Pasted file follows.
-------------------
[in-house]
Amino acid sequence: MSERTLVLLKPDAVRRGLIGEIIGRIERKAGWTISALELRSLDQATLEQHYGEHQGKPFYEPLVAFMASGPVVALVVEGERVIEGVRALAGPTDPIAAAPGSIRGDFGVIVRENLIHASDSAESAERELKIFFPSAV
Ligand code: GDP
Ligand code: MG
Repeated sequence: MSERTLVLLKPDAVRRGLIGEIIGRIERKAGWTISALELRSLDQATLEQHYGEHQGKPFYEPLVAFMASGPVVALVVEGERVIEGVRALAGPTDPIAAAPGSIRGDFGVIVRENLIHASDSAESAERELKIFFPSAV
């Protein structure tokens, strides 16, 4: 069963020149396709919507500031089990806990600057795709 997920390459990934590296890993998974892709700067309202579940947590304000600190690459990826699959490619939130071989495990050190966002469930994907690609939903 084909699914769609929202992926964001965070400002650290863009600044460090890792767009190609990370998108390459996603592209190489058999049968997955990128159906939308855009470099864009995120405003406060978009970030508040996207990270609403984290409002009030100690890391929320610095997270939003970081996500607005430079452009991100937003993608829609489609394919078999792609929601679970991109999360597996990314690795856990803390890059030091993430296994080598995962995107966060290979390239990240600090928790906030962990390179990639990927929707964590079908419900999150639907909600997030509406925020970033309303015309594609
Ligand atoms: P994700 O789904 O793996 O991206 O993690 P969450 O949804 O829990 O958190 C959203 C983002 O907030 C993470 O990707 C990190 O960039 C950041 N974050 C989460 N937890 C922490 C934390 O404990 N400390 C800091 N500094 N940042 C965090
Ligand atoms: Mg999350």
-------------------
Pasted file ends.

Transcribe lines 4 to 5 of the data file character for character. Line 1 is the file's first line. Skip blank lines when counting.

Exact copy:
Ligand code: MG
Repeated sequence: MSERTLVLLKPDAVRRGLIGEIIGRIERKAGWTISALELRSLDQATLEQHYGEHQGKPFYEPLVAFMASGPVVALVVEGERVIEGVRALAGPTDPIAAAPGSIRGDFGVIVRENLIHASDSAESAERELKIFFPSAV